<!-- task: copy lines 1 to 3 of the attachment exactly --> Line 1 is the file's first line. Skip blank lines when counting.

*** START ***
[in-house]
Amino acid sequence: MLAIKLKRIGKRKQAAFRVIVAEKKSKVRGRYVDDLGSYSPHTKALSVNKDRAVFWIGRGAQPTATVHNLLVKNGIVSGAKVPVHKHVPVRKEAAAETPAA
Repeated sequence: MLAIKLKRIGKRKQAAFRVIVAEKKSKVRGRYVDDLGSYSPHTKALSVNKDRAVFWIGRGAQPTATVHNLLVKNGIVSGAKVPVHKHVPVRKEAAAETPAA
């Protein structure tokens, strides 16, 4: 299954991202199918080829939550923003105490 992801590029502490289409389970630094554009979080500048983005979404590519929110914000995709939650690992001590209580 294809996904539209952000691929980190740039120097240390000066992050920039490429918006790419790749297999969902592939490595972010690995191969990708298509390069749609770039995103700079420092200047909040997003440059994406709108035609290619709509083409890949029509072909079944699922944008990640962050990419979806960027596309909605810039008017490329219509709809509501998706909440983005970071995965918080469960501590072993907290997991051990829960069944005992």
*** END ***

[in-house]
Amino acid sequence: MLAIKLKRIGKRKQAAFRVIVAEKKSKVRGRYVDDLGSYSPHTKALSVNKDRAVFWIGRGAQPTATVHNLLVKNGIVSGAKVPVHKHVPVRKEAAAETPAA
Repeated sequence: MLAIKLKRIGKRKQAAFRVIVAEKKSKVRGRYVDDLGSYSPHTKALSVNKDRAVFWIGRGAQPTATVHNLLVKNGIVSGAKVPVHKHVPVRKEAAAETPAA